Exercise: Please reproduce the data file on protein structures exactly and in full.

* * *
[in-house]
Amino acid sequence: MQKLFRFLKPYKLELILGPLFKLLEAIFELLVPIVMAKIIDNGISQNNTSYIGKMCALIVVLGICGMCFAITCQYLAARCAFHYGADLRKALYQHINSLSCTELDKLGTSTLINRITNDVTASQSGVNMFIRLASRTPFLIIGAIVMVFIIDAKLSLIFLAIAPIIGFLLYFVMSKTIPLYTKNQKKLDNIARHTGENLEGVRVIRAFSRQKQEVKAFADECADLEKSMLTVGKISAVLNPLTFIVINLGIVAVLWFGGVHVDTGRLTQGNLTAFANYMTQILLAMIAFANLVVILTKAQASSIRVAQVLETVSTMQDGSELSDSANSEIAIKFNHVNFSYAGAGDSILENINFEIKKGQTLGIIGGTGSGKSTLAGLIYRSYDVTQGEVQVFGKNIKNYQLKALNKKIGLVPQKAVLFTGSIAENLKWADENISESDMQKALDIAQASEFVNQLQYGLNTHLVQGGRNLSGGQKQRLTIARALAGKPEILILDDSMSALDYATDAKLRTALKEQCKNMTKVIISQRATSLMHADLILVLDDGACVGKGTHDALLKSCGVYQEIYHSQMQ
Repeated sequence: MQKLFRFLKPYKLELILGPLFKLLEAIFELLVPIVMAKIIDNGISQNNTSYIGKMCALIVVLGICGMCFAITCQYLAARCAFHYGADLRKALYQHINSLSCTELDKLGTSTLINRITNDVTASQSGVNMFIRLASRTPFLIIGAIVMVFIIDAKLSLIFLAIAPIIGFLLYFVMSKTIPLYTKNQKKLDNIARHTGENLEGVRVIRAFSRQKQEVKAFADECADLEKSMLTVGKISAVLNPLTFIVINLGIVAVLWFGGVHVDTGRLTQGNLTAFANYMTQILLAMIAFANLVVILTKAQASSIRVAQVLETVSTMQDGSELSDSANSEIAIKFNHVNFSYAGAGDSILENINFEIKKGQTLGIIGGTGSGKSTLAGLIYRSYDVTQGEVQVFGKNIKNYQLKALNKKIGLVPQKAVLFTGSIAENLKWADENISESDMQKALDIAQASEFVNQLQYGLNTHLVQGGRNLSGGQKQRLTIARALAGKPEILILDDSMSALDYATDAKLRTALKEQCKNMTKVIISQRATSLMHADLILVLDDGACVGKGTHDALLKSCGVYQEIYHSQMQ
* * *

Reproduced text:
[in-house]
Amino acid sequence: MQKLFRFLKPYKLELILGPLFKLLEAIFELLVPIVMAKIIDNGISQNNTSYIGKMCALIVVLGICGMCFAITCQYLAARCAFHYGADLRKALYQHINSLSCTELDKLGTSTLINRITNDVTASQSGVNMFIRLASRTPFLIIGAIVMVFIIDAKLSLIFLAIAPIIGFLLYFVMSKTIPLYTKNQKKLDNIARHTGENLEGVRVIRAFSRQKQEVKAFADECADLEKSMLTVGKISAVLNPLTFIVINLGIVAVLWFGGVHVDTGRLTQGNLTAFANYMTQILLAMIAFANLVVILTKAQASSIRVAQVLETVSTMQDGSELSDSANSEIAIKFNHVNFSYAGAGDSILENINFEIKKGQTLGIIGGTGSGKSTLAGLIYRSYDVTQGEVQVFGKNIKNYQLKALNKKIGLVPQKAVLFTGSIAENLKWADENISESDMQKALDIAQASEFVNQLQYGLNTHLVQGGRNLSGGQKQRLTIARALAGKPEILILDDSMSALDYATDAKLRTALKEQCKNMTKVIISQRATSLMHADLILVLDDGACVGKGTHDALLKSCGVYQEIYHSQMQ
Repeated sequence: MQKLFRFLKPYKLELILGPLFKLLEAIFELLVPIVMAKIIDNGISQNNTSYIGKMCALIVVLGICGMCFAITCQYLAARCAFHYGADLRKALYQHINSLSCTELDKLGTSTLINRITNDVTASQSGVNMFIRLASRTPFLIIGAIVMVFIIDAKLSLIFLAIAPIIGFLLYFVMSKTIPLYTKNQKKLDNIARHTGENLEGVRVIRAFSRQKQEVKAFADECADLEKSMLTVGKISAVLNPLTFIVINLGIVAVLWFGGVHVDTGRLTQGNLTAFANYMTQILLAMIAFANLVVILTKAQASSIRVAQVLETVSTMQDGSELSDSANSEIAIKFNHVNFSYAGAGDSILENINFEIKKGQTLGIIGGTGSGKSTLAGLIYRSYDVTQGEVQVFGKNIKNYQLKALNKKIGLVPQKAVLFTGSIAENLKWADENISESDMQKALDIAQASEFVNQLQYGLNTHLVQGGRNLSGGQKQRLTIARALAGKPEILILDDSMSALDYATDAKLRTALKEQCKNMTKVIISQRATSLMHADLILVLDDGACVGKGTHDALLKSCGVYQEIYHSQMQ